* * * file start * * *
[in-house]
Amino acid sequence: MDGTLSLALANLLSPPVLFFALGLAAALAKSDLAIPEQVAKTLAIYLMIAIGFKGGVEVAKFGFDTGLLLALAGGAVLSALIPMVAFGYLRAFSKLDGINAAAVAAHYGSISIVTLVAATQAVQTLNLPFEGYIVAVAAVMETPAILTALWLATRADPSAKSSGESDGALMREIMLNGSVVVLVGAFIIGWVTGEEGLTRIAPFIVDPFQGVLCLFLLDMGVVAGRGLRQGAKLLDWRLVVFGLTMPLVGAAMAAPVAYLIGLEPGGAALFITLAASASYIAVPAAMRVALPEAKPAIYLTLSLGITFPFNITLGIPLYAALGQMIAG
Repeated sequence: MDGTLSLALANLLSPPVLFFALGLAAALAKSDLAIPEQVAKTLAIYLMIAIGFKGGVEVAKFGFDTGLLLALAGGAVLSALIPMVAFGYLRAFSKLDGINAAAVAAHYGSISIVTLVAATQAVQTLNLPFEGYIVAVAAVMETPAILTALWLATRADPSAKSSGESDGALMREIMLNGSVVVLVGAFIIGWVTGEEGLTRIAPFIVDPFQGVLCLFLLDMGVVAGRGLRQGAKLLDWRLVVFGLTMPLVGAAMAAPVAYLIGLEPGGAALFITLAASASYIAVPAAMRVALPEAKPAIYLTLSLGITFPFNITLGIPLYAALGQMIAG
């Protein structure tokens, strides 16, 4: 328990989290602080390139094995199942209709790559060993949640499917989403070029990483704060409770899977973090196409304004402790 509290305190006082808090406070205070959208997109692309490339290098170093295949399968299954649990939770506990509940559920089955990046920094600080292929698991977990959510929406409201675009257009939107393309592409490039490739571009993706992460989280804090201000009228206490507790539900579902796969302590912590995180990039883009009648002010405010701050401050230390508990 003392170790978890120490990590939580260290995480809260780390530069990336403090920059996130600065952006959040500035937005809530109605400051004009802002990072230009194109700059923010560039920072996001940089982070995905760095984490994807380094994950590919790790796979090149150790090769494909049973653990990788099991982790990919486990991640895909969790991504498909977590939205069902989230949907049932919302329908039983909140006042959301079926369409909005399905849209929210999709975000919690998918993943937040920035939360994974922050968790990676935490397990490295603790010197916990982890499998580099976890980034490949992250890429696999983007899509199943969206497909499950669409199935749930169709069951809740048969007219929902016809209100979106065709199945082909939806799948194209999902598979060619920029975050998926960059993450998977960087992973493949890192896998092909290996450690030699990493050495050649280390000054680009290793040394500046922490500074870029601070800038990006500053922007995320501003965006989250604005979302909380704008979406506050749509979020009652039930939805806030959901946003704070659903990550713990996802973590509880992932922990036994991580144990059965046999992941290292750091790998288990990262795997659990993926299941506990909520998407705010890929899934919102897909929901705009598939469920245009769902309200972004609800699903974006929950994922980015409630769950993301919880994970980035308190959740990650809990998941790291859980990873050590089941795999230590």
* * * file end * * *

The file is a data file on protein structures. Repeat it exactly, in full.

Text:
[in-house]
Amino acid sequence: MDGTLSLALANLLSPPVLFFALGLAAALAKSDLAIPEQVAKTLAIYLMIAIGFKGGVEVAKFGFDTGLLLALAGGAVLSALIPMVAFGYLRAFSKLDGINAAAVAAHYGSISIVTLVAATQAVQTLNLPFEGYIVAVAAVMETPAILTALWLATRADPSAKSSGESDGALMREIMLNGSVVVLVGAFIIGWVTGEEGLTRIAPFIVDPFQGVLCLFLLDMGVVAGRGLRQGAKLLDWRLVVFGLTMPLVGAAMAAPVAYLIGLEPGGAALFITLAASASYIAVPAAMRVALPEAKPAIYLTLSLGITFPFNITLGIPLYAALGQMIAG
Repeated sequence: MDGTLSLALANLLSPPVLFFALGLAAALAKSDLAIPEQVAKTLAIYLMIAIGFKGGVEVAKFGFDTGLLLALAGGAVLSALIPMVAFGYLRAFSKLDGINAAAVAAHYGSISIVTLVAATQAVQTLNLPFEGYIVAVAAVMETPAILTALWLATRADPSAKSSGESDGALMREIMLNGSVVVLVGAFIIGWVTGEEGLTRIAPFIVDPFQGVLCLFLLDMGVVAGRGLRQGAKLLDWRLVVFGLTMPLVGAAMAAPVAYLIGLEPGGAALFITLAASASYIAVPAAMRVALPEAKPAIYLTLSLGITFPFNITLGIPLYAALGQMIAG
């Protein structure tokens, strides 16, 4: 328990989290602080390139094995199942209709790559060993949640499917989403070029990483704060409770899977973090196409304004402790 509290305190006082808090406070205070959208997109692309490339290098170093295949399968299954649990939770506990509940559920089955990046920094600080292929698991977990959510929406409201675009257009939107393309592409490039490739571009993706992460989280804090201000009228206490507790539900579902796969302590912590995180990039883009009648002010405010701050401050230390508990 003392170790978890120490990590939580260290995480809260780390530069990336403090920059996130600065952006959040500035937005809530109605400051004009802002990072230009194109700059923010560039920072996001940089982070995905760095984490994807380094994950590919790790796979090149150790090769494909049973653990990788099991982790990919486990991640895909969790991504498909977590939205069902989230949907049932919302329908039983909140006042959301079926369409909005399905849209929210999709975000919690998918993943937040920035939360994974922050968790990676935490397990490295603790010197916990982890499998580099976890980034490949992250890429696999983007899509199943969206497909499950669409199935749930169709069951809740048969007219929902016809209100979106065709199945082909939806799948194209999902598979060619920029975050998926960059993450998977960087992973493949890192896998092909290996450690030699990493050495050649280390000054680009290793040394500046922490500074870029601070800038990006500053922007995320501003965006989250604005979302909380704008979406506050749509979020009652039930939805806030959901946003704070659903990550713990996802973590509880992932922990036994991580144990059965046999992941290292750091790998288990990262795997659990993926299941506990909520998407705010890929899934919102897909929901705009598939469920245009769902309200972004609800699903974006929950994922980015409630769950993301919880994970980035308190959740990650809990998941790291859980990873050590089941795999230590």